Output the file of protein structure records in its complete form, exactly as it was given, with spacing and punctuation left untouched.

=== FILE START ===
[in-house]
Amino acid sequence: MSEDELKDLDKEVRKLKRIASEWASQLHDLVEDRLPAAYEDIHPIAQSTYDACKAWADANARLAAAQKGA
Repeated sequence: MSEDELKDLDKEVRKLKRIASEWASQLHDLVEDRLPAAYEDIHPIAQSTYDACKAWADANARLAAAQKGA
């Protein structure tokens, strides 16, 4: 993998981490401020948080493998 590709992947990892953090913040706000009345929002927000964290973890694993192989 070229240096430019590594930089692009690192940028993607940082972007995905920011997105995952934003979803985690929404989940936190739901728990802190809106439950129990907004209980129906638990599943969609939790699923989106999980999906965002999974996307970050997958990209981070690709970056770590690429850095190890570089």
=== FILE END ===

[in-house]
Amino acid sequence: MSEDELKDLDKEVRKLKRIASEWASQLHDLVEDRLPAAYEDIHPIAQSTYDACKAWADANARLAAAQKGA
Repeated sequence: MSEDELKDLDKEVRKLKRIASEWASQLHDLVEDRLPAAYEDIHPIAQSTYDACKAWADANARLAAAQKGA
């Protein structure tokens, strides 16, 4: 993998981490401020948080493998 590709992947990892953090913040706000009345929002927000964290973890694993192989 070229240096430019590594930089692009690192940028993607940082972007995905920011997105995952934003979803985690929404989940936190739901728990802190809106439950129990907004209980129906638990599943969609939790699923989106999980999906965002999974996307970050997958990209981070690709970056770590690429850095190890570089």